In Acts 4, following a beating of the apostles and a threat on their lives if they ever preached Christ again, the apostles return to their fellow believers and pray about the situation. Rather than pray the way most of us would in the same situation (“make the situation better, remove the evil men from office, protect us”), they pray, “Now, Lord, consider their threats and enable your servants to speak your word with great boldness. Stretch out your hand to heal and perform signs and wonders through the name of your holy servant Jesus” (Acts 4:29–30). Yes, they expressed, “consider their threats, Lord,” but the prayer was primarily to give them the strength and enablement they needed to still proclaim Christ in the midst of the difficulty.
I could be wrong, but I cannot picture the apostles pouring over a modern church list, offering prayers for the everyday stuff that concerns us. Even after they pulled back from the nitty-gritty of ministry to instead give themselves to prayer and the Word (see Acts 6:4), I don’t think they let up on their Kingdom-focused prayers.
The answer is not to get rid of church prayer lists. The answer is to make them more balanced between personal and ministry-related needs. Here are a few suggestions to help make this shift in your prayer ministry:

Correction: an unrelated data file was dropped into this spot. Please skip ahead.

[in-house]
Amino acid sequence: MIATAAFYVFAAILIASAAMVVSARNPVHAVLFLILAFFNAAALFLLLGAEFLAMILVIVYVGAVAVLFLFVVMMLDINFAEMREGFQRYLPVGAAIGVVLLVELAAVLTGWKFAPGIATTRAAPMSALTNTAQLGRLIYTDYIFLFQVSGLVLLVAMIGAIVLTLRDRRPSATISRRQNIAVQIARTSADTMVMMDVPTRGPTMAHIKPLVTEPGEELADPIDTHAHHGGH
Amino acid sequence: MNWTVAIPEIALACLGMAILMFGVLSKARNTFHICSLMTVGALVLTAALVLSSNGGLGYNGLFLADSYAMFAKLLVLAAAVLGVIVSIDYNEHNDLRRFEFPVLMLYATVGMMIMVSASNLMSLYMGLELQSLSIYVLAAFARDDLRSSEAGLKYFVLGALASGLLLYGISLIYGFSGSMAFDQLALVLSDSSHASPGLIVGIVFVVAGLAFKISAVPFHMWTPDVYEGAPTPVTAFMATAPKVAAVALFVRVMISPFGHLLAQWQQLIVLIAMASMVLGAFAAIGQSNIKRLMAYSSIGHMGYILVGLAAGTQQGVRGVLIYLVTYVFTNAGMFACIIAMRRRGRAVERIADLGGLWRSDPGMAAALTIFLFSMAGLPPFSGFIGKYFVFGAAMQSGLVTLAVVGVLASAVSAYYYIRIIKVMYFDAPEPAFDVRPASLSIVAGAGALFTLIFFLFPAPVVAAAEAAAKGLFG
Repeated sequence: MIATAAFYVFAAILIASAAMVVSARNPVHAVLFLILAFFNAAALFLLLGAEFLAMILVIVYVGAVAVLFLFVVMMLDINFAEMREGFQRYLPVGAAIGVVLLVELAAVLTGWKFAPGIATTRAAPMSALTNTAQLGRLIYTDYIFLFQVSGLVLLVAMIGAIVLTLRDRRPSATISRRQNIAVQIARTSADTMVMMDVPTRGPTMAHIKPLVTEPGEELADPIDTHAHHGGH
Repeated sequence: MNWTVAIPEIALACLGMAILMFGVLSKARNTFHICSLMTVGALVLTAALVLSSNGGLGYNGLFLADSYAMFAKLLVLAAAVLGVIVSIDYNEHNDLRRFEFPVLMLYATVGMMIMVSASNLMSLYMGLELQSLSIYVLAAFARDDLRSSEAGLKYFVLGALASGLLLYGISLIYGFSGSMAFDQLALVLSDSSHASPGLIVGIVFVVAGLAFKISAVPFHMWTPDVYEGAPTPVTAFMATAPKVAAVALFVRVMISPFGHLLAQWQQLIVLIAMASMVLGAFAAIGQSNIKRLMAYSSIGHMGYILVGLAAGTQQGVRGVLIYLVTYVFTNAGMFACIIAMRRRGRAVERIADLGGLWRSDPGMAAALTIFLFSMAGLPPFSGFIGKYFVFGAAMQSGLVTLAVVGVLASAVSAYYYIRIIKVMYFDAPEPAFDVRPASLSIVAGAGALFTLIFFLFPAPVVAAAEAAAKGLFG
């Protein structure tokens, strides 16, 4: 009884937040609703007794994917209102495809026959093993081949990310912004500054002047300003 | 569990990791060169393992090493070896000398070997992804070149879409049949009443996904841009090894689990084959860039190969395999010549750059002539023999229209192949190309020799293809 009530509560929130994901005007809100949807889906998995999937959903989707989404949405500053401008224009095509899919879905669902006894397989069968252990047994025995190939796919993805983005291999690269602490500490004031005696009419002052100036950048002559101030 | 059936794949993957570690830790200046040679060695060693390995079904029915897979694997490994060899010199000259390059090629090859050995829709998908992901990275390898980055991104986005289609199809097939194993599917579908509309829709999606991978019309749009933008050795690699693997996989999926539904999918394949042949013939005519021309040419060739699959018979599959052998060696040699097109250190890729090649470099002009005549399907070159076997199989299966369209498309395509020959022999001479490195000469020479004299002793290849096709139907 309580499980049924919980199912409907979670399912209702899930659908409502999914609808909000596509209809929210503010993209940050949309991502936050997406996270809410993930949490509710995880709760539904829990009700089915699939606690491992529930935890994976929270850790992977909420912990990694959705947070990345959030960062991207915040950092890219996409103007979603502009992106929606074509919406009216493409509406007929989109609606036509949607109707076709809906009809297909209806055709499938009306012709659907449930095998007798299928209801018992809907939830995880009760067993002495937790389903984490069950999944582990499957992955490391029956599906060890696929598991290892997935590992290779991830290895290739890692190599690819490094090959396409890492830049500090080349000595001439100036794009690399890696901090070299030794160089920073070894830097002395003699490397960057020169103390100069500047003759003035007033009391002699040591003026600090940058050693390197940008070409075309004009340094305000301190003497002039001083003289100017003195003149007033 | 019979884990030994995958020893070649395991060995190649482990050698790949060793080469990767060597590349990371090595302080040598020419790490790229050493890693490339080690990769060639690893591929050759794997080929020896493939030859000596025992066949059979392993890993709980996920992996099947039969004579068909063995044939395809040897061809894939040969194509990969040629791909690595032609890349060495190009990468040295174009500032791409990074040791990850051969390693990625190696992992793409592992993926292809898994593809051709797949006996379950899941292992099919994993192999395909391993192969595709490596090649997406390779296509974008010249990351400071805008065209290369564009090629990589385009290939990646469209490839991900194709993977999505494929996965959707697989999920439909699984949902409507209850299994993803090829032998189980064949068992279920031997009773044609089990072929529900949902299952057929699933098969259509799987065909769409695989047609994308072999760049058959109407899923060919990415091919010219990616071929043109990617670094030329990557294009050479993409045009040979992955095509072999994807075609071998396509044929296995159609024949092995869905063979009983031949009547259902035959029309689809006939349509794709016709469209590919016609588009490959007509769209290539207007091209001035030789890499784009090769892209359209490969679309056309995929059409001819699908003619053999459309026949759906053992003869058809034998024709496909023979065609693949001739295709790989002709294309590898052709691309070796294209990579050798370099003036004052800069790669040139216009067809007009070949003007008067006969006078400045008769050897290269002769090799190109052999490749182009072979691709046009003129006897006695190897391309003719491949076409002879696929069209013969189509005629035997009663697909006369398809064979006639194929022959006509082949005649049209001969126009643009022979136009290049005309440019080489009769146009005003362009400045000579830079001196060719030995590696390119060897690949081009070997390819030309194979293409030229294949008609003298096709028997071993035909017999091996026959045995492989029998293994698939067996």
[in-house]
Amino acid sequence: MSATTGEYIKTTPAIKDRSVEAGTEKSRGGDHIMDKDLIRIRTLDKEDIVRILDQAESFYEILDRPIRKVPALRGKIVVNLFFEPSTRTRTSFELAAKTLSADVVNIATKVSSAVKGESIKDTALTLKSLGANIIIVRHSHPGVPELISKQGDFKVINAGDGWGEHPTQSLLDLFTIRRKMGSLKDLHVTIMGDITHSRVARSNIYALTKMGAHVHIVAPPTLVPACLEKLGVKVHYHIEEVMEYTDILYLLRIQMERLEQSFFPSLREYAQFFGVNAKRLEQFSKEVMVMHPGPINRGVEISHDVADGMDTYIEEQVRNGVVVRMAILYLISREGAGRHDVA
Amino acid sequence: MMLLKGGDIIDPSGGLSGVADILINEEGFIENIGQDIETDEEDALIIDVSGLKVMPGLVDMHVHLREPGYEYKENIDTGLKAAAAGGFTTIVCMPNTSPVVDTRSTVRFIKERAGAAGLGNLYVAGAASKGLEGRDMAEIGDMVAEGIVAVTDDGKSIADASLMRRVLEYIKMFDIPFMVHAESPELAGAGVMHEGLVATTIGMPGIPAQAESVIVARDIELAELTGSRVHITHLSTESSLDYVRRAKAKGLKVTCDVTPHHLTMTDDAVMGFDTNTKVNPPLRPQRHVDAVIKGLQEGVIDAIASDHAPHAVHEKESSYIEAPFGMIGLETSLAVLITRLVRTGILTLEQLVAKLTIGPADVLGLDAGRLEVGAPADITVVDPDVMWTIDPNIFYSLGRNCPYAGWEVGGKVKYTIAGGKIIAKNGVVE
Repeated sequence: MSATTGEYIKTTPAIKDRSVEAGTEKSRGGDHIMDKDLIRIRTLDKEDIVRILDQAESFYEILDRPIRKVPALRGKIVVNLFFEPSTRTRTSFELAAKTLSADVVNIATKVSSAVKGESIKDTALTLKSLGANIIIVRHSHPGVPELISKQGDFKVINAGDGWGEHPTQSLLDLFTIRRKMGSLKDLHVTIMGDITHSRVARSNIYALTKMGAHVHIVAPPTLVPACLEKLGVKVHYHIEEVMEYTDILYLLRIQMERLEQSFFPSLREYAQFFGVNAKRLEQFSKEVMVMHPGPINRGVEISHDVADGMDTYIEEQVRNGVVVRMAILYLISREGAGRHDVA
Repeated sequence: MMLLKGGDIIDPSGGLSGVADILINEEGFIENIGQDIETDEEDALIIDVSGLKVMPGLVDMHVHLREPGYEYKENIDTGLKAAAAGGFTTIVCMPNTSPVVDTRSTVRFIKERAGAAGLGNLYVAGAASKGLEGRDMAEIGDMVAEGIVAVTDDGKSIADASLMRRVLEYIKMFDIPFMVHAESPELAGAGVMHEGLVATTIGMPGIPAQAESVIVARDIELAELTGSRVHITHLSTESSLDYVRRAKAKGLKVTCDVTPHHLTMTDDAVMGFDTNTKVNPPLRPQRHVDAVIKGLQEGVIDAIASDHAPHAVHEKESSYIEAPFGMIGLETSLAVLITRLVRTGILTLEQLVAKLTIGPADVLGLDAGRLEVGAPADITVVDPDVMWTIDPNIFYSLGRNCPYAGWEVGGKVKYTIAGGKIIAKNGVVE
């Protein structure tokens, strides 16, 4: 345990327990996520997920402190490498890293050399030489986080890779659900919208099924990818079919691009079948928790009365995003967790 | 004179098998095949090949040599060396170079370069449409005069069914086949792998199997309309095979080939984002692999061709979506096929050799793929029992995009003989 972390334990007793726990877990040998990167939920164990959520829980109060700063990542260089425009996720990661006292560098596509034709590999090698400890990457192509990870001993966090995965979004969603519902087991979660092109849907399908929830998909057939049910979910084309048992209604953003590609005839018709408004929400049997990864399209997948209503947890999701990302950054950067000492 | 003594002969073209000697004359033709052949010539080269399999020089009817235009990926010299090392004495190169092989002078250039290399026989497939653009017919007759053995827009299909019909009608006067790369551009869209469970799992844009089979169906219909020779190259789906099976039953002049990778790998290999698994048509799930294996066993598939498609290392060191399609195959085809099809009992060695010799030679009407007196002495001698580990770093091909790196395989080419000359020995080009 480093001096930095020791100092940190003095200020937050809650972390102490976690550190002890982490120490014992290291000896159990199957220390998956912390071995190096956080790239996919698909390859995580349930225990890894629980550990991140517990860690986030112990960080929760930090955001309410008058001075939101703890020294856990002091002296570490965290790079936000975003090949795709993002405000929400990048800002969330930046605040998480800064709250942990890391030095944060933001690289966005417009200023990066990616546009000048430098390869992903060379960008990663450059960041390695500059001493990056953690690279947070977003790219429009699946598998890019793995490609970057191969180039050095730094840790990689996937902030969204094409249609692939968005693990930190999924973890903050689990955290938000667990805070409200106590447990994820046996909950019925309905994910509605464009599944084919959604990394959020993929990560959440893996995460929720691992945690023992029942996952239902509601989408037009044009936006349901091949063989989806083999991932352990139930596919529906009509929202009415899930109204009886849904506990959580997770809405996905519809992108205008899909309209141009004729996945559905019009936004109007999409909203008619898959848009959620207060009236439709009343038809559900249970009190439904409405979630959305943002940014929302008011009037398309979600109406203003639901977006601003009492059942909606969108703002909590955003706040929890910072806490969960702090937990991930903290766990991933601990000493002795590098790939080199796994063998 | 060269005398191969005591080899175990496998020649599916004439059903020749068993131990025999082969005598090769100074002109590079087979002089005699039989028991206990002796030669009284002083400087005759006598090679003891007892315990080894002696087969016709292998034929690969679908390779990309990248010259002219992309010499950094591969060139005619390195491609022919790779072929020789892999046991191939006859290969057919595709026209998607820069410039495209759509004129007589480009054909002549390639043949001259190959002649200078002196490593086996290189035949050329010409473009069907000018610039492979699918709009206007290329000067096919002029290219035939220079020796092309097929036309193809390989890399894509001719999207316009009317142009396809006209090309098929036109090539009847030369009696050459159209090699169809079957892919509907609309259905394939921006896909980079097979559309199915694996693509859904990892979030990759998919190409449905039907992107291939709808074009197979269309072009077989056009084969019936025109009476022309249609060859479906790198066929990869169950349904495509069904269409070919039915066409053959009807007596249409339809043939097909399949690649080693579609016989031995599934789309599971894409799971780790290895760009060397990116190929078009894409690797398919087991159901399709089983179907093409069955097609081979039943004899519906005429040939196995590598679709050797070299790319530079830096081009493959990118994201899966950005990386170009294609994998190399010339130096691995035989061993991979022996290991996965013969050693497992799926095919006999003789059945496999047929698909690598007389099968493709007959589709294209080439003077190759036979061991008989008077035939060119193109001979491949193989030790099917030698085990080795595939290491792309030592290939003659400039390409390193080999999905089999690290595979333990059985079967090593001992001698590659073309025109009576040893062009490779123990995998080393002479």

1. Add Relevant Church Ministry Prayer Points
One of the simplest tweaks is to add specific prayer ministry items to the list. Include a section in the prayer list for prayer points about the preaching ministry, worship, outreach, youth, children’s ministry, etc.
If an outreach event is coming up in your youth group, get the church praying. If the women’s ministry is bringing in a special speaker for a retreat, put that on the prayer list. What about the missionaries your church supports? Why not include recent prayer requests from them? Include points about the moving of the Spirit in your midst, or praying for people to be spiritually hungry. Pray for the pastor’s sermon preparation, for ears to hear among the people. Any of those things will help to balance the list.
One of the best prayer lists I’ve seen was a monthly list used at Shandon Baptist Church in Columbia, SC. (I was there years ago, so I do not know if the church still does this.) The list was an 8.5 x 11 sheet folded in half so it looked like a 4-page booklet. There were individuals and needs mentioned in one section of the prayer guide, but half or more of the items on the prayer list were ministry-related. That church understood balance.
2.Remind People to Pray for Kingdom Growth
Another great way to bring balance is to put prayer prompters along with the needs list, reminding people to pray beyond the obvious. So when you list a believer’s need, you might add something like, “Pray that Susan will display the character of Christ to her unsaved loved ones as she goes through this trial. Pray that her family will see the power of Jesus displayed in this situation and will be drawn to Christ.”